George Frederick Cooke



  • (1756 - 1812) British actor, whose brilliance on stagewas obscured by his reputation for drunkenness and erratic behaviour.After 20 years languishing in the provinces, he suddenly found successin 1800 playing Richard III at Covent Garden. When John Philip Kemble(see Kemble family) saw the performance, he vowednever again to play the part. Cooke remained at the theater for adecade but was constantly in trouble, in debt, or in jail. Duringone performance in Charles Macklin's Love à la Mode,he was too drunk to act and the show went on without anyone in thelead.

    Cooke was one of the first British stars to be exported toAmerica. He travelled to New York in 1810 to escape his reputation,appearing at the Park Theatre to great acclaim. His unreliability,however, wrecked his second New York season. On his own benefit evening,he tried to play Cato after a prolonged drinking bout and bewilderedthe audience by roaring out lines from Shakespeare interspersed withhis own incoherencies. Afterwards he explained, "I always havea frolic on my benefit day. If a man cannot take a liberty with hisfriends, who the devil can he take a liberty with?"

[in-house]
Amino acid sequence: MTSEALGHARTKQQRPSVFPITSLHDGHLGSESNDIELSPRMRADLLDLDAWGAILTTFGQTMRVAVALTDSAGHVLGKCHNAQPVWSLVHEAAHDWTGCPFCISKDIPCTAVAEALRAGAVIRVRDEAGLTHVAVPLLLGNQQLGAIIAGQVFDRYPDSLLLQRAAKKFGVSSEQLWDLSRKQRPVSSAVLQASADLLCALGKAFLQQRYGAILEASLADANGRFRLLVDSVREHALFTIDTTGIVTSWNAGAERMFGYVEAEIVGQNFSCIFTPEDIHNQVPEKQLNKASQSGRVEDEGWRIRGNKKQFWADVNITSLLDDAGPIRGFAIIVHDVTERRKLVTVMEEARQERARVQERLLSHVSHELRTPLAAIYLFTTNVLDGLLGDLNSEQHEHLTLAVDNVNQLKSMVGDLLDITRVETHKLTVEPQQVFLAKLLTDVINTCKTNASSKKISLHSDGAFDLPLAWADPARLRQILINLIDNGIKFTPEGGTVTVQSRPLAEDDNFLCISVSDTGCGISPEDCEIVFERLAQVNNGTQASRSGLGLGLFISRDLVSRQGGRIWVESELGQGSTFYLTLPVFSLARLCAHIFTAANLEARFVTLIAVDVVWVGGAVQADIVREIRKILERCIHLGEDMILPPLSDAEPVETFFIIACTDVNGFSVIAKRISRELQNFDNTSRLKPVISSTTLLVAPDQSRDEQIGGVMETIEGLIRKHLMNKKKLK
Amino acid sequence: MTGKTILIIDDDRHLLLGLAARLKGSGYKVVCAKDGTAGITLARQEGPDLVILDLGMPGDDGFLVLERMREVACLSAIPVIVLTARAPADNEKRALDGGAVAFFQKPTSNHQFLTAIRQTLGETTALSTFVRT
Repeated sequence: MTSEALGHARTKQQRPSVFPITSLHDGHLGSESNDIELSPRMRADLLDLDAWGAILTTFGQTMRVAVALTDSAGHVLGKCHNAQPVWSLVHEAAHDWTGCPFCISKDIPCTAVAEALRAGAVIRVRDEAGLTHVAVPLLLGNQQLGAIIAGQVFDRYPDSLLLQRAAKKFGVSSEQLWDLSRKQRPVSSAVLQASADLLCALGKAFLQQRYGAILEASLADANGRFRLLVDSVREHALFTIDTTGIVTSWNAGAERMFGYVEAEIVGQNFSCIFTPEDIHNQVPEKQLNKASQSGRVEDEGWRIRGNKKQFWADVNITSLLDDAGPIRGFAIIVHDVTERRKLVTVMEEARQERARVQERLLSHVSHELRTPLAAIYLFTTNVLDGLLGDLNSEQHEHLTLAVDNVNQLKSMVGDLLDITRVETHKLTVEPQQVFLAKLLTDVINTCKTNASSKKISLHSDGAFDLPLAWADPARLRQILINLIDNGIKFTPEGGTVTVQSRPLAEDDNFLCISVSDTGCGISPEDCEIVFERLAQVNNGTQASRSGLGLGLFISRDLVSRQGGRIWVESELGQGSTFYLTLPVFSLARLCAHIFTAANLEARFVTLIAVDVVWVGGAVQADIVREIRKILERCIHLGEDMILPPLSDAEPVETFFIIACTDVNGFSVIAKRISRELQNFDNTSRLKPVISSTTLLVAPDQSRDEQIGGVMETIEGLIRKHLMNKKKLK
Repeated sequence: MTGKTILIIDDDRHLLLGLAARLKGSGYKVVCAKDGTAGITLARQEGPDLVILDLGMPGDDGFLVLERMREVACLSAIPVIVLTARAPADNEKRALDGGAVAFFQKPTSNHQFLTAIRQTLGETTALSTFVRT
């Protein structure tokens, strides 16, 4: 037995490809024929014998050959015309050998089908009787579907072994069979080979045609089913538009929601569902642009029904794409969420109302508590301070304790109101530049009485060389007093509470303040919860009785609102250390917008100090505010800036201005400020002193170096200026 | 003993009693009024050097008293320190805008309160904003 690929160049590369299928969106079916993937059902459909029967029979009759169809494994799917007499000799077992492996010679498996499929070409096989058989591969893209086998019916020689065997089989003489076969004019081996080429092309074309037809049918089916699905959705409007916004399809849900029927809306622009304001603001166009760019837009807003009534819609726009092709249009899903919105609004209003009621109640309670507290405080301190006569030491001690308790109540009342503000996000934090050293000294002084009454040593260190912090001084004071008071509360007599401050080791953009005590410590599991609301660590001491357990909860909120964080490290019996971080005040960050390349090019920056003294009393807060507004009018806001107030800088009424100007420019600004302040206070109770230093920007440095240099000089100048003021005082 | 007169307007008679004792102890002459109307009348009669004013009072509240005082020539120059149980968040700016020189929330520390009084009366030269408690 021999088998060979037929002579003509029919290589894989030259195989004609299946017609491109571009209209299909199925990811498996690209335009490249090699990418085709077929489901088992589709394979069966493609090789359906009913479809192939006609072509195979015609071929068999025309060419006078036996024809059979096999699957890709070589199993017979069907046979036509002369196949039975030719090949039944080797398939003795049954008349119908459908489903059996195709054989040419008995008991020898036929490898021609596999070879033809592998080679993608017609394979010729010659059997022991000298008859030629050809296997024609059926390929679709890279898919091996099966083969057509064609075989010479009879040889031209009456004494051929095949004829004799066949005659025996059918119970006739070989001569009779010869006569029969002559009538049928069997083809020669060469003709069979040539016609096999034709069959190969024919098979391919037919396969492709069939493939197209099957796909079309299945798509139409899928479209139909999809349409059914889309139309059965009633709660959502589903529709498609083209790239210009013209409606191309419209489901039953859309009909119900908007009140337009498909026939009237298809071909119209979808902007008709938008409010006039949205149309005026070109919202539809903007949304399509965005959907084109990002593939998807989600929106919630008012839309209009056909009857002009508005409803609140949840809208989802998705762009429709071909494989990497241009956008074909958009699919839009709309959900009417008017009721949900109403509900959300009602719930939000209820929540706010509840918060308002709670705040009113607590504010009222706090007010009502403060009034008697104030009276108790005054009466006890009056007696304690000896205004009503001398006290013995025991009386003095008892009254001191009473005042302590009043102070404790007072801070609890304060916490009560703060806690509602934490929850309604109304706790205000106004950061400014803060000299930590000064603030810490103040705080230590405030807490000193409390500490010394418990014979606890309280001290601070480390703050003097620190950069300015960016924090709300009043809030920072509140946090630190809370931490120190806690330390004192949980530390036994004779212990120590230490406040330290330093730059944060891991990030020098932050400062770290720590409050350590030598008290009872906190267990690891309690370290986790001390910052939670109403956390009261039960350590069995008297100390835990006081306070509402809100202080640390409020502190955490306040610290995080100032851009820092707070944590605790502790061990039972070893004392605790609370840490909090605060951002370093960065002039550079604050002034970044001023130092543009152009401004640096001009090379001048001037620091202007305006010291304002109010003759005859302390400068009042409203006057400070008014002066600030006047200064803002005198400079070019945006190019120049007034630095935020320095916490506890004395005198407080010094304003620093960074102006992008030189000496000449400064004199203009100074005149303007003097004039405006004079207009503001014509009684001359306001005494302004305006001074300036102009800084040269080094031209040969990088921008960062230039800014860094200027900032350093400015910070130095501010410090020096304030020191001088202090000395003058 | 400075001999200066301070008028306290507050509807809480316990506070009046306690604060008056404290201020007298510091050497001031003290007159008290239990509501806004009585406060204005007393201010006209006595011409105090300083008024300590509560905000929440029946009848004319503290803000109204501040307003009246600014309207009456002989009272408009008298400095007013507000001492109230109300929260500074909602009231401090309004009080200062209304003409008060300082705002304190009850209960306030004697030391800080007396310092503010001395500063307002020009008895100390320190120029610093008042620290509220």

Cooke later toured America and often spoke publicly on theevils of alcohol. He died in New York. Edmund Kean, a greatadmirer, removed the body to a new burial place in the city and erecteda monument. He also removed a toe-bone from the actor. When his DruryLane company met him on his return, he commanded: "Behold! Falldown and kiss the relic! This is the toe-bone of the greatest creaturethat ever walked the earth." Each fell upon his knees and kissedit. Kean preserved the hallowed toe for years until one day his wife,in a pique, tossed it out of the window into a well. He rebuked hermore in sorrow than in anger: "Mary, your son has lost his fortune.In possessing Cooke's toe-bone he was worth £10,000, now he isa beggar."

    This was not the only part of Cooke's anatomy to enjoy a posthumouscelebrity. According to the terms of Cooke's will, his skull had passedto one Dr Francis, an American friend, who gave it to a company ofplayers. So it was that, for many years after his death, Cooke continued tomake regular appearances in the graveyard scene from Hamlet.